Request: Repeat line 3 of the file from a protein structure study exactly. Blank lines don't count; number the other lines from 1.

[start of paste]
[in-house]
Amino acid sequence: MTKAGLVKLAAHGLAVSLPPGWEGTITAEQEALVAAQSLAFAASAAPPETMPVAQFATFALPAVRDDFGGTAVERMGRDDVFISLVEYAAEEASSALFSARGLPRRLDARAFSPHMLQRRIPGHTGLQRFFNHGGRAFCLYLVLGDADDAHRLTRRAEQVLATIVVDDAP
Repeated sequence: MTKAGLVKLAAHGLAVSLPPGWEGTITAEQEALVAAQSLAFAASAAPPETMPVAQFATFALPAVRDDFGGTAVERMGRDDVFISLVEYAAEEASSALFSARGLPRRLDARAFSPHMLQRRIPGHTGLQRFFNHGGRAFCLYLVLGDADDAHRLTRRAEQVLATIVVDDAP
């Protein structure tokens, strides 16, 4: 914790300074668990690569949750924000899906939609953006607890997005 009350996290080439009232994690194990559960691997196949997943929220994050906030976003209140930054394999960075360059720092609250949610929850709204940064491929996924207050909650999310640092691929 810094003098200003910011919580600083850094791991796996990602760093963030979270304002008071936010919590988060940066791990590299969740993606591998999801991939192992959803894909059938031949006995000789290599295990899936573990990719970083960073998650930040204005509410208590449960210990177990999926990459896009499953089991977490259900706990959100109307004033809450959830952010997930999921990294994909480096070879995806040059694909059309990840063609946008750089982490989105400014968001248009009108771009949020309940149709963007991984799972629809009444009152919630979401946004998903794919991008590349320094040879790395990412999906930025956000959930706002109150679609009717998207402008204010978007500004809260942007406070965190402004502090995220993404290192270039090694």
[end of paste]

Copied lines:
Repeated sequence: MTKAGLVKLAAHGLAVSLPPGWEGTITAEQEALVAAQSLAFAASAAPPETMPVAQFATFALPAVRDDFGGTAVERMGRDDVFISLVEYAAEEASSALFSARGLPRRLDARAFSPHMLQRRIPGHTGLQRFFNHGGRAFCLYLVLGDADDAHRLTRRAEQVLATIVVDDAP